Didn't seem to read as much this month, but some of the things I read were rather detailed and "meaty".
Reading Round Up
It must be something I ate by Jeffrey Steingarten
A series of articles about food and cooking. I learned some things from this book - did you know that breast milk has a natural glutamate in it? And cows milk does not. Which explains (a bit) why DS wasn't so keen on going from one to the other. Mum's milk tasted better ;-) Anyway, interesting articles written by someone who goes to rather amusingly obsessive lengths to test some of his ideas. Like, trying out 10 different coffee machines. He kept blowing the breaker switch on the house doing that one.
Doctored Evidence | Blood from a stone | Uniform Justice all by Donna Leon
Yay! I discovered a new crime series that I enjoy. Love it when that happens. Guido is the detective and it is set in Venice. Well written and kept me involved to the end. Plus all the descriptions of Italian food makes me salivate.
Animal, vegetable, miracle: a year of food life by Barbara Kingsolver
After waiting months for this one from the library (think I was about 150 on the list originally) I finally got to read this. It was worth the wait. I think I will be blogging a bit later about this one in greater detail but in the meantime - definitely pick it up, I do recommend it. Her message is one I have been trying to do, albeit on a smaller scale. I had considered scaling back my garden because I really struggle to keep it going these days with so many other projects and pressure on my time. But having read this book I went out and planted more stuff. Buy local!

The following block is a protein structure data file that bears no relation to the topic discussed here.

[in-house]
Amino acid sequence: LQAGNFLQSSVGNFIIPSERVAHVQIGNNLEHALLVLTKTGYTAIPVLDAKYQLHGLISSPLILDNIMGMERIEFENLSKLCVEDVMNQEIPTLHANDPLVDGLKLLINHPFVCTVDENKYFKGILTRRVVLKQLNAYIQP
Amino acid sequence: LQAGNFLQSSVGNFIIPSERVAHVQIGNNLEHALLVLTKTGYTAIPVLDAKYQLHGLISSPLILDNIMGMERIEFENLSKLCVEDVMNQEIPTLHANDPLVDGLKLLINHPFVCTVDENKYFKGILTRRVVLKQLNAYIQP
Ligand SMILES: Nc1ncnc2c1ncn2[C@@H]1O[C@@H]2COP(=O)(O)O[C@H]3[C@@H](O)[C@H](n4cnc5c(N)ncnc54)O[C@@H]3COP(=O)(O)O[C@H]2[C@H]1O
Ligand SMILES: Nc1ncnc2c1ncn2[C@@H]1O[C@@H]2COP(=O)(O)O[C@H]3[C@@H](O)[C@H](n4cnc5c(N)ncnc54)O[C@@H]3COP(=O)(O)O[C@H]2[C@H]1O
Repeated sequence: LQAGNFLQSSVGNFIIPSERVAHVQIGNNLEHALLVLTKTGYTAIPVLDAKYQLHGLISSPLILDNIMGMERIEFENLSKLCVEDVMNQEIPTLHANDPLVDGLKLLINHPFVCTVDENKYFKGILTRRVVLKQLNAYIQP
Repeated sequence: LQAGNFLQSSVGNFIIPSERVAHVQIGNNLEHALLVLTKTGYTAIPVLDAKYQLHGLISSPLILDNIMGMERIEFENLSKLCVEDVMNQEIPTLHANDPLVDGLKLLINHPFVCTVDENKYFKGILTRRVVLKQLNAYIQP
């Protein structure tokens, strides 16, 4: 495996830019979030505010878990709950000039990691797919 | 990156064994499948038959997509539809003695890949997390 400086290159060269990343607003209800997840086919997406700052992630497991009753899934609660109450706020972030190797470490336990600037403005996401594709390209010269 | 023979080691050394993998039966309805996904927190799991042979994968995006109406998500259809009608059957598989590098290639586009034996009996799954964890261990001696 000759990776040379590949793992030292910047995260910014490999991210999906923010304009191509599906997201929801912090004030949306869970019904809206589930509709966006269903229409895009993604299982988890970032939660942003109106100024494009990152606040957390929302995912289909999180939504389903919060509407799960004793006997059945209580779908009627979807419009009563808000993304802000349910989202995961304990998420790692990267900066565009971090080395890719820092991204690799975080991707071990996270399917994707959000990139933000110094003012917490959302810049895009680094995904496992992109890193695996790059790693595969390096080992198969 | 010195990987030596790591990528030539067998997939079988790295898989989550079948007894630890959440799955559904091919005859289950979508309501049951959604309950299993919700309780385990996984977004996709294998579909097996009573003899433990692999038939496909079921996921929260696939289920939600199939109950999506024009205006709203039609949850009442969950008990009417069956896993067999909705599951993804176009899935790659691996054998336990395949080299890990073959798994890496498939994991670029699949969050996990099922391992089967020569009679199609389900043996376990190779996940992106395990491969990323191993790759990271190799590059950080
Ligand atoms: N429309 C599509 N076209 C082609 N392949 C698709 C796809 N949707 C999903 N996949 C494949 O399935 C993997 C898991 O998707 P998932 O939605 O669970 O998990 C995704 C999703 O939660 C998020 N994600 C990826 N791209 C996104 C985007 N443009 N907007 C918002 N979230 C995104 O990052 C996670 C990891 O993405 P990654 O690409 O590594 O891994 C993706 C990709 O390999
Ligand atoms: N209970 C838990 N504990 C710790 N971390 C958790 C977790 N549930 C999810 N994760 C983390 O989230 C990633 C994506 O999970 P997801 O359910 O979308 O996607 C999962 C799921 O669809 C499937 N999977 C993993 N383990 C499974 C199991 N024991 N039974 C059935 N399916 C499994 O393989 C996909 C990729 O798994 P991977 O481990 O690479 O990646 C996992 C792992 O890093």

Catching the current by Jenny Pattrick
Author of the Denniston Rose and sequel Heart of coal, this story is about Con the Brake and his life prior to the two Denniston books. The endings segue together with the other stories. Great read. I love reading about early New Zealand. A love story but with a bit more.
The Teahouse fire by Ellis Avery
This is one of those books that stay in your head for a while. Aurelia goes with her Jesuit priest uncle to Japan at a time of great change for that country. Western thought and influence are beginning to affect the life and culture of Japan. She runs away and grows up with a Japanese family who are famous for teaching the tea ceremony. Her fortune ebbs and flows with the trends and pressures that come on the family as they live through this time of change. Engrossing!